Monkey Puzzle Blog

emotional buttons

Understand peoples’ trials and tantrums – at home and at work

When you or someone around you flips out seriously, has a meltdown, lashes out, shouts and balls or bursts into tears suddenly how do you know what’s really going on – and how to deal with it calmly and compassionately?

Brain diagramEveryone has the ability to overreact but some people do it much more often than others. If this is you, someone you work with or someone you love, it’s important to understand what’s going on in your brain when this happens and that can better inform you as to how to deal with it.

Over time human beings have evolved three brains effectively that control different emotional and logical functions:

Reptilian Brain – the oldest part of the brain that controls survival senses like hunger, and flight, flight and freeze

Mammalian Brain – the next part to develop, this maintains emotional functions key to relationships like social bonding, caring and nurturing

Rational Brain – the newest to develop handles complex thinking processes like learning, problem solving, empathy and self awareness

When someone has an outburst or meltdown, the rational brain is hijacked by one of the earlier brain functions. The reptilian brain fires much much faster than the rational brain, which is why when we are terrified or distraught, we can’t think straight. Here’s how to spot which it is and how to deal with it.

When someone is full of rage, terror or has gone numb or frozen, this likely to be a reptilian brain take over. When someone does this regularly their reptilian brain to overactive and they will need help and support to re-regulate it. This usually (but not always) happens when someone has had a lot of bad things happen to them or some kind trauma, their brain learns that ‘nothing is safe’ so is on high alert for danger. When someone reacts in this way:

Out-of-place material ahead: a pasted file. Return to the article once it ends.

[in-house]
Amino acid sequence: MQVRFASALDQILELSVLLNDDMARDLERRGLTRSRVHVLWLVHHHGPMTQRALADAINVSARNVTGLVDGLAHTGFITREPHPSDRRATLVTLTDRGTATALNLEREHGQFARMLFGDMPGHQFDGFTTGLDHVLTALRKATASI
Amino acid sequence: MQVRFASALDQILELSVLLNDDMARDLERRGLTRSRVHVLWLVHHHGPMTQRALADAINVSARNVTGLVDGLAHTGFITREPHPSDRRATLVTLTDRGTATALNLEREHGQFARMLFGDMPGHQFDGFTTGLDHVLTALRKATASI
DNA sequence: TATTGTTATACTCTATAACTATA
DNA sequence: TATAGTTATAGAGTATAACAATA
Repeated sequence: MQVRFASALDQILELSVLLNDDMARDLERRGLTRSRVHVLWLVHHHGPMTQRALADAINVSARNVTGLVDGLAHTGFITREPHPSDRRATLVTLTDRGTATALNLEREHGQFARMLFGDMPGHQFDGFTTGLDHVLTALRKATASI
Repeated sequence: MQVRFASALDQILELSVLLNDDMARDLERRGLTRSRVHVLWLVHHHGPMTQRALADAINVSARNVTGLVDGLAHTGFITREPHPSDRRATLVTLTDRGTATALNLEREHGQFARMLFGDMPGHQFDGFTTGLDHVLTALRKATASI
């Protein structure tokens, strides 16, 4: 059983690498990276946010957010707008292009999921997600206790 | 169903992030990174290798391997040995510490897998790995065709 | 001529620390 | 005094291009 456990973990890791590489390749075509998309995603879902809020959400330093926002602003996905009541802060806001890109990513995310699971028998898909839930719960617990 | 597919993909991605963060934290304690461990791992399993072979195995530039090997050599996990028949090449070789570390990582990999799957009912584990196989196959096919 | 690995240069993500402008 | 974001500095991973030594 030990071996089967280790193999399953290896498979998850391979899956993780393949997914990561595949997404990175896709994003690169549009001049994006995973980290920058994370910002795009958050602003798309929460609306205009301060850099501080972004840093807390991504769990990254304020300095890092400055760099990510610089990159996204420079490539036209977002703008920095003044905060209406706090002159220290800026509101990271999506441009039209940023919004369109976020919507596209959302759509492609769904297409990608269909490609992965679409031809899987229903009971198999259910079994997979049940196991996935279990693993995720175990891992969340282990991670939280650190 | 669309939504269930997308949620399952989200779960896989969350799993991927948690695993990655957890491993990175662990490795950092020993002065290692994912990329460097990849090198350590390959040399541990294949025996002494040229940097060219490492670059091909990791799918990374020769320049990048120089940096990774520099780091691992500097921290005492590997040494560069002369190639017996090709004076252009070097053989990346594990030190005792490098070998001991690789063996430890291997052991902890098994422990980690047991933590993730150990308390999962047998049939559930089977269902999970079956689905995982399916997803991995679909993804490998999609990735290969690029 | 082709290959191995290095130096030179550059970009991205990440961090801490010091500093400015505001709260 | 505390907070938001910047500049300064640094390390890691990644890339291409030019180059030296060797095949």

• Don’t try to rationalise with them, their rational brain is not functioning well so they can’t respond
  • Be careful about comforting them, sometimes this will make them worse
  • It is often best to give them some space and let them know where you are when they feel like talking, their brain needs to re regulated and that can take some time
  • If appropriate tend to their immediate needs, like a drink
  • If you have enough rapport with them encourage them to take some deep breaths. This really helps with re-regulation but can sound patronising if there is no rapport. So if someone is angry at you – I would advise against this one.

When someone is distressed or hurt, this is likely to be the mammalian brain taking over.

  • Think emotions first, how can you help them to get calmer without telling them too (this rarely helps). It could be guiding them to sit down or come for a short walk with you.
  • Let them express their emotions without making comment or judgement. If you want to show empathy listen and let them know they’re heard. Don’t tell them you know how they feel because this can come across as dismissive or insincere. For them, at this moment, it is a disaster.
  • Don’t trivialise their distress, this will only make them feel worse and they may never forgive you.

 Once the emotions are re-regulated, you can then have any necessary conversation with them. This can be some time later. When this happens it is important to remember that this behaviour is rarely anything to do with you, the person on the receiving end. It is their pattern of behaviour which is linked to their rational or mammalian brains being over reactive and this is something only they can deal with. It is really important not to humiliate people who behave in this way if you care about them, as that will only make it worse, even gentle banter or teasing should be avoided.


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